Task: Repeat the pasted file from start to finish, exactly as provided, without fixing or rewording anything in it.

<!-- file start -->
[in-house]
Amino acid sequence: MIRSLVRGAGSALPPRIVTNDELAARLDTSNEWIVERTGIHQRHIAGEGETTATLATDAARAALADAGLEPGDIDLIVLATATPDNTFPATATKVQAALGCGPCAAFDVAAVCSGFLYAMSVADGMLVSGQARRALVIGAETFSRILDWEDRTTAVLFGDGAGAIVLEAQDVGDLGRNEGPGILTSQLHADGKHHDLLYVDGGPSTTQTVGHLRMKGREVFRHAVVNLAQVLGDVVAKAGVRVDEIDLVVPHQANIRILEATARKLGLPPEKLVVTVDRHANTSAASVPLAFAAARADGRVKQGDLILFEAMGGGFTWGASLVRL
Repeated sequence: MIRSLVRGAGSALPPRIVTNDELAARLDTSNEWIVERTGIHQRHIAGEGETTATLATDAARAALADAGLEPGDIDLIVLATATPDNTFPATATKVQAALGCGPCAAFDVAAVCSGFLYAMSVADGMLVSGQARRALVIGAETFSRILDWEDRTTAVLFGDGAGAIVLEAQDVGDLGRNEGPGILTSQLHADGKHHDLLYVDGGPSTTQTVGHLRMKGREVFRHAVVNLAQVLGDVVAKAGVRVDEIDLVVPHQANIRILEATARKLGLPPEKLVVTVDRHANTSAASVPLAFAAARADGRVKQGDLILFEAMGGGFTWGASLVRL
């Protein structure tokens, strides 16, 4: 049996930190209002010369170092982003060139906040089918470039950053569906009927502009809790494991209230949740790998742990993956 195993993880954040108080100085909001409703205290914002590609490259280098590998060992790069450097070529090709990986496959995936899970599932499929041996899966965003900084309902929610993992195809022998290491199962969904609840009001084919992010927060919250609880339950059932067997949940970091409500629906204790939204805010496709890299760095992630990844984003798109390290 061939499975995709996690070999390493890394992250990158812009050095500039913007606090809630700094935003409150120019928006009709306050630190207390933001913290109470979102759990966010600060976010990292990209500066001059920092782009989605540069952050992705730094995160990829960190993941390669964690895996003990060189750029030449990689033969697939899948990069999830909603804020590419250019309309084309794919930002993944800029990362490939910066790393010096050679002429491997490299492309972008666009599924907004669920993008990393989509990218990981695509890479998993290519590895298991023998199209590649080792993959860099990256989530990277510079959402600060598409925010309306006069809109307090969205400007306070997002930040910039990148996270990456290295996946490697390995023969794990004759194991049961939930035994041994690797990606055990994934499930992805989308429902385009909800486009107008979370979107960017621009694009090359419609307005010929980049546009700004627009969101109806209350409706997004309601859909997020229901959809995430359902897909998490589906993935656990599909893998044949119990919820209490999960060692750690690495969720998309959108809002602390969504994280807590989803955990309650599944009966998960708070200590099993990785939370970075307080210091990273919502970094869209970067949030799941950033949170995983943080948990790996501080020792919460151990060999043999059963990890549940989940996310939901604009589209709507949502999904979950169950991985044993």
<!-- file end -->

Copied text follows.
[in-house]
Amino acid sequence: MIRSLVRGAGSALPPRIVTNDELAARLDTSNEWIVERTGIHQRHIAGEGETTATLATDAARAALADAGLEPGDIDLIVLATATPDNTFPATATKVQAALGCGPCAAFDVAAVCSGFLYAMSVADGMLVSGQARRALVIGAETFSRILDWEDRTTAVLFGDGAGAIVLEAQDVGDLGRNEGPGILTSQLHADGKHHDLLYVDGGPSTTQTVGHLRMKGREVFRHAVVNLAQVLGDVVAKAGVRVDEIDLVVPHQANIRILEATARKLGLPPEKLVVTVDRHANTSAASVPLAFAAARADGRVKQGDLILFEAMGGGFTWGASLVRL
Repeated sequence: MIRSLVRGAGSALPPRIVTNDELAARLDTSNEWIVERTGIHQRHIAGEGETTATLATDAARAALADAGLEPGDIDLIVLATATPDNTFPATATKVQAALGCGPCAAFDVAAVCSGFLYAMSVADGMLVSGQARRALVIGAETFSRILDWEDRTTAVLFGDGAGAIVLEAQDVGDLGRNEGPGILTSQLHADGKHHDLLYVDGGPSTTQTVGHLRMKGREVFRHAVVNLAQVLGDVVAKAGVRVDEIDLVVPHQANIRILEATARKLGLPPEKLVVTVDRHANTSAASVPLAFAAARADGRVKQGDLILFEAMGGGFTWGASLVRL
């Protein structure tokens, strides 16, 4: 049996930190209002010369170092982003060139906040089918470039950053569906009927502009809790494991209230949740790998742990993956 195993993880954040108080100085909001409703205290914002590609490259280098590998060992790069450097070529090709990986496959995936899970599932499929041996899966965003900084309902929610993992195809022998290491199962969904609840009001084919992010927060919250609880339950059932067997949940970091409500629906204790939204805010496709890299760095992630990844984003798109390290 061939499975995709996690070999390493890394992250990158812009050095500039913007606090809630700094935003409150120019928006009709306050630190207390933001913290109470979102759990966010600060976010990292990209500066001059920092782009989605540069952050992705730094995160990829960190993941390669964690895996003990060189750029030449990689033969697939899948990069999830909603804020590419250019309309084309794919930002993944800029990362490939910066790393010096050679002429491997490299492309972008666009599924907004669920993008990393989509990218990981695509890479998993290519590895298991023998199209590649080792993959860099990256989530990277510079959402600060598409925010309306006069809109307090969205400007306070997002930040910039990148996270990456290295996946490697390995023969794990004759194991049961939930035994041994690797990606055990994934499930992805989308429902385009909800486009107008979370979107960017621009694009090359419609307005010929980049546009700004627009969101109806209350409706997004309601859909997020229901959809995430359902897909998490589906993935656990599909893998044949119990919820209490999960060692750690690495969720998309959108809002602390969504994280807590989803955990309650599944009966998960708070200590099993990785939370970075307080210091990273919502970094869209970067949030799941950033949170995983943080948990790996501080020792919460151990060999043999059963990890549940989940996310939901604009589209709507949502999904979950169950991985044993």